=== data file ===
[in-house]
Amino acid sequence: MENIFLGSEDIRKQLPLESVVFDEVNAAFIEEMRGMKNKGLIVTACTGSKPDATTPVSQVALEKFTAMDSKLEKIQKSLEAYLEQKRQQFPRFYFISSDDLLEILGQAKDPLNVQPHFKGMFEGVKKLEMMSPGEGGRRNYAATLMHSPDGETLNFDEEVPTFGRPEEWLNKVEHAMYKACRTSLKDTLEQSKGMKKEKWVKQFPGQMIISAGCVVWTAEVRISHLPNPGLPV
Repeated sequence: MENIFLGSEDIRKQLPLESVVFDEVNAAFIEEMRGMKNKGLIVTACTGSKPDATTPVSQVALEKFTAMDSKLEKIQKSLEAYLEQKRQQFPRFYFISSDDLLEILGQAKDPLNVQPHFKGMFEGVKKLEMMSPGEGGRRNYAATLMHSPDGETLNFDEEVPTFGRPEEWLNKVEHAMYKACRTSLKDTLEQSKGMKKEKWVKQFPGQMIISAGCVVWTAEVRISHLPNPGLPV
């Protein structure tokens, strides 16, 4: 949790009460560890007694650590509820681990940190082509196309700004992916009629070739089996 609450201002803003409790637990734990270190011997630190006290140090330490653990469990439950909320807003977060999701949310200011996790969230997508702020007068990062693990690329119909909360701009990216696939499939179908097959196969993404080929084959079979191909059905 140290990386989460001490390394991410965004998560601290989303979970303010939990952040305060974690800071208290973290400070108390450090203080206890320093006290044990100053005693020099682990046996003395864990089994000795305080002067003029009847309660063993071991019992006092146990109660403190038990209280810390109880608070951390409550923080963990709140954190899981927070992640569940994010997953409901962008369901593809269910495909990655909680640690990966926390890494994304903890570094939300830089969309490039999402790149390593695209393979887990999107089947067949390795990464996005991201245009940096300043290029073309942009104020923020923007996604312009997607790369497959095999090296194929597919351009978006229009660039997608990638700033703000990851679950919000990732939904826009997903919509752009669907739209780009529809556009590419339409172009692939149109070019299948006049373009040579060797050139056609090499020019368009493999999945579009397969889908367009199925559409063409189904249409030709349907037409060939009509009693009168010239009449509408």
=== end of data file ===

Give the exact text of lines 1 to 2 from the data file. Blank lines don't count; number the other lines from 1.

[in-house]
Amino acid sequence: MENIFLGSEDIRKQLPLESVVFDEVNAAFIEEMRGMKNKGLIVTACTGSKPDATTPVSQVALEKFTAMDSKLEKIQKSLEAYLEQKRQQFPRFYFISSDDLLEILGQAKDPLNVQPHFKGMFEGVKKLEMMSPGEGGRRNYAATLMHSPDGETLNFDEEVPTFGRPEEWLNKVEHAMYKACRTSLKDTLEQSKGMKKEKWVKQFPGQMIISAGCVVWTAEVRISHLPNPGLPV